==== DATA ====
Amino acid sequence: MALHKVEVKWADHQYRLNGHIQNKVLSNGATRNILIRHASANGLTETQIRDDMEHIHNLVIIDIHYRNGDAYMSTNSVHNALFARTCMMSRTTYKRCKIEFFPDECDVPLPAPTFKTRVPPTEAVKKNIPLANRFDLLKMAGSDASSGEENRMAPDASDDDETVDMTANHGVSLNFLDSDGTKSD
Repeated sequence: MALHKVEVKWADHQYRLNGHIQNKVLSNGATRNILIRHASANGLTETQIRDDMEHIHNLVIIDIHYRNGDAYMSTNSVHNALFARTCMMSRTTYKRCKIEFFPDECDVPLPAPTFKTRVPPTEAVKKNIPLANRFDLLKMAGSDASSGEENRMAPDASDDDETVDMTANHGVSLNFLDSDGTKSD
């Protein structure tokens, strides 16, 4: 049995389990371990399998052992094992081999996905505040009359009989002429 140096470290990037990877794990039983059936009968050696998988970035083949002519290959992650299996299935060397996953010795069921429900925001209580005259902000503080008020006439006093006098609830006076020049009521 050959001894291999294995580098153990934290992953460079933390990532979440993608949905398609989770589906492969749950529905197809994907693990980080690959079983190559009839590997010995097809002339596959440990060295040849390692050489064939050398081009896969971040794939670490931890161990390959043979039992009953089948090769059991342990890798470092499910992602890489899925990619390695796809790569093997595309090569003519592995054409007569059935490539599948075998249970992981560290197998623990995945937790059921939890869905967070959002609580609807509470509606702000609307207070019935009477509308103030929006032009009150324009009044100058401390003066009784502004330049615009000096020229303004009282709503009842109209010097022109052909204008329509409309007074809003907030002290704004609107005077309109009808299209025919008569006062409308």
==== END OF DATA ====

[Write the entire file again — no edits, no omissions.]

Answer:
Amino acid sequence: MALHKVEVKWADHQYRLNGHIQNKVLSNGATRNILIRHASANGLTETQIRDDMEHIHNLVIIDIHYRNGDAYMSTNSVHNALFARTCMMSRTTYKRCKIEFFPDECDVPLPAPTFKTRVPPTEAVKKNIPLANRFDLLKMAGSDASSGEENRMAPDASDDDETVDMTANHGVSLNFLDSDGTKSD
Repeated sequence: MALHKVEVKWADHQYRLNGHIQNKVLSNGATRNILIRHASANGLTETQIRDDMEHIHNLVIIDIHYRNGDAYMSTNSVHNALFARTCMMSRTTYKRCKIEFFPDECDVPLPAPTFKTRVPPTEAVKKNIPLANRFDLLKMAGSDASSGEENRMAPDASDDDETVDMTANHGVSLNFLDSDGTKSD
């Protein structure tokens, strides 16, 4: 049995389990371990399998052992094992081999996905505040009359009989002429 140096470290990037990877794990039983059936009968050696998988970035083949002519290959992650299996299935060397996953010795069921429900925001209580005259902000503080008020006439006093006098609830006076020049009521 050959001894291999294995580098153990934290992953460079933390990532979440993608949905398609989770589906492969749950529905197809994907693990980080690959079983190559009839590997010995097809002339596959440990060295040849390692050489064939050398081009896969971040794939670490931890161990390959043979039992009953089948090769059991342990890798470092499910992602890489899925990619390695796809790569093997595309090569003519592995054409007569059935490539599948075998249970992981560290197998623990995945937790059921939890869905967070959002609580609807509470509606702000609307207070019935009477509308103030929006032009009150324009009044100058401390003066009784502004330049615009000096020229303004009282709503009842109209010097022109052909204008329509409309007074809003907030002290704004609107005077309109009808299209025919008569006062409308």